Last Updated:
Sep 12, 2000

Diseases of the Blood
in Down Syndrome

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by Len Leshin, MD, FAAP

Copyright 2000, All rights reserved

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Red Blood Cells

In newborns, a common finding is an increased number of red blood cells. This does not appear to be harmful, and is often gone by 2 to 3 weeks of age. The cause for this is unknown, but doctors should check for heart defects in these babies.

In children and adults with DS, it is common to see red blood cells that are larger than normal; this is called macrocytosis. This has been speculated to be due to an altered folate metabolism seen in Down syndrome, along with structural changes in the red cell membrane. Unless accompanied by anemia, macrocytosis does not require treatment.

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White Blood Cells

Newborns with Down syndrome have an increased risk of having a condition called transient leukemia (also called transient abnormal myelopoiesis, transient blastemia or myeloproliferative syndrome). This condition resembles leukemia, but disappears on its own without treatment in just a few weeks or months. One researcher found that up to 10% of newborns with DS had evidence of transient leukemia on blood tests. On the blood test, the number of white blood cells is greatly above normal and there are immature white blood cells ("blasts") present in the blood as well. While this condition resolves without treatment, the concern is that there is an increased risk of these infants to develop leukemia later in childhood. In one study of 85 infants with transient leukemia, 30% went on to develop a type of leukemia called "nonlymphoid" (also called "myelocytic," or AML) within the next 3 years. The reason for the development of transient leukemia isn't understood, but is definitely linked to the extra 21st chromosome.

Leukemia is more common in children with DS, being seen anywhere from 10 to 30 times more often than in the general population of children. The vast majority of cases occur in the first 5 years of life. In the first 3 years of life, nonlymphoid leukemia is the most common form of leukemia in children with DS; after age 3, approximately 80% have acute lymphocytic leukemia and 20% have nonlymphocytic leukemia. The actual treatment of leukemia is beyond the scope of this article, but it is worth noting here that children with DS who develop AML seem to respond to chemotherapy better than do children without DS; with ALL, the response rate appears to be about the same.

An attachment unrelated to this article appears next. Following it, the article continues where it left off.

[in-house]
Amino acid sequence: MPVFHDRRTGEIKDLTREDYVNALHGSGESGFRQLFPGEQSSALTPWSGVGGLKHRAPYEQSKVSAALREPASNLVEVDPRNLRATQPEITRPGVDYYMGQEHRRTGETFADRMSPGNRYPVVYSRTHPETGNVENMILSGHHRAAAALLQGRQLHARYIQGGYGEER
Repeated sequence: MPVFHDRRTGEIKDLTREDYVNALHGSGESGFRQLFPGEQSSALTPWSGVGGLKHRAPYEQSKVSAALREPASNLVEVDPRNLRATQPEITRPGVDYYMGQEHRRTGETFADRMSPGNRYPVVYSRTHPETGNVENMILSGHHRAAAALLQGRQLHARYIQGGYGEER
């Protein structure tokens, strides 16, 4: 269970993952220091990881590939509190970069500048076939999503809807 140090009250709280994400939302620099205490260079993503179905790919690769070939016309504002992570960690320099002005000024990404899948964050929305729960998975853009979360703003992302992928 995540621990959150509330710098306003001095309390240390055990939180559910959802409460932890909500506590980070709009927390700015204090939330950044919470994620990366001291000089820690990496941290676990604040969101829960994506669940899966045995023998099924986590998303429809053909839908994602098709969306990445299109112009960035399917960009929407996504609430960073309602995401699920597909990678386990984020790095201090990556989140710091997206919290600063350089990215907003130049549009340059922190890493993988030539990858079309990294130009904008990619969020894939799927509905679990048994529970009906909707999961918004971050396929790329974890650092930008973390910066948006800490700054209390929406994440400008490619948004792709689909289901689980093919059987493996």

For more information on leukemia, please visit the American Cancer Society's site.

There are also functional defects of white blood cells in Down syndrome. White blood cells in people with DS have a decreased response to infection, and a decreased killing ability of microorganisms. This may be one reason for the decreased immunity to infection seen in children with DS.


One abnormal finding in newborns with Down syndrome is a low platelet count, called thrombocytopenia. The platelets are the blood cells that assist in clotting blood. Rarely, the platelet count may be so low that transfusions of platelets may be needed to prevent bleeding problems. The reason for the thrombocytopenia is unknown; one study theorized that one reason could be that there is a temporary lack of regulation of the platelet precursor cells in neonates with DS. Newborns with thrombocytopenia should be watched carefully for any other signs of transient leukemia.

On the other hand, some infants with DS show an increase in platelet numbers, called thrombocytosis. One research team found 20% of all the infants they studied had thrombocytosis, but none had any complications from the condition and all had normal platelet counts one month later. The cause here is also unknown.

Older children and adults with DS rarely have any other problems with numbers of platelets, and problems with platelet function in DS is extremely rare.

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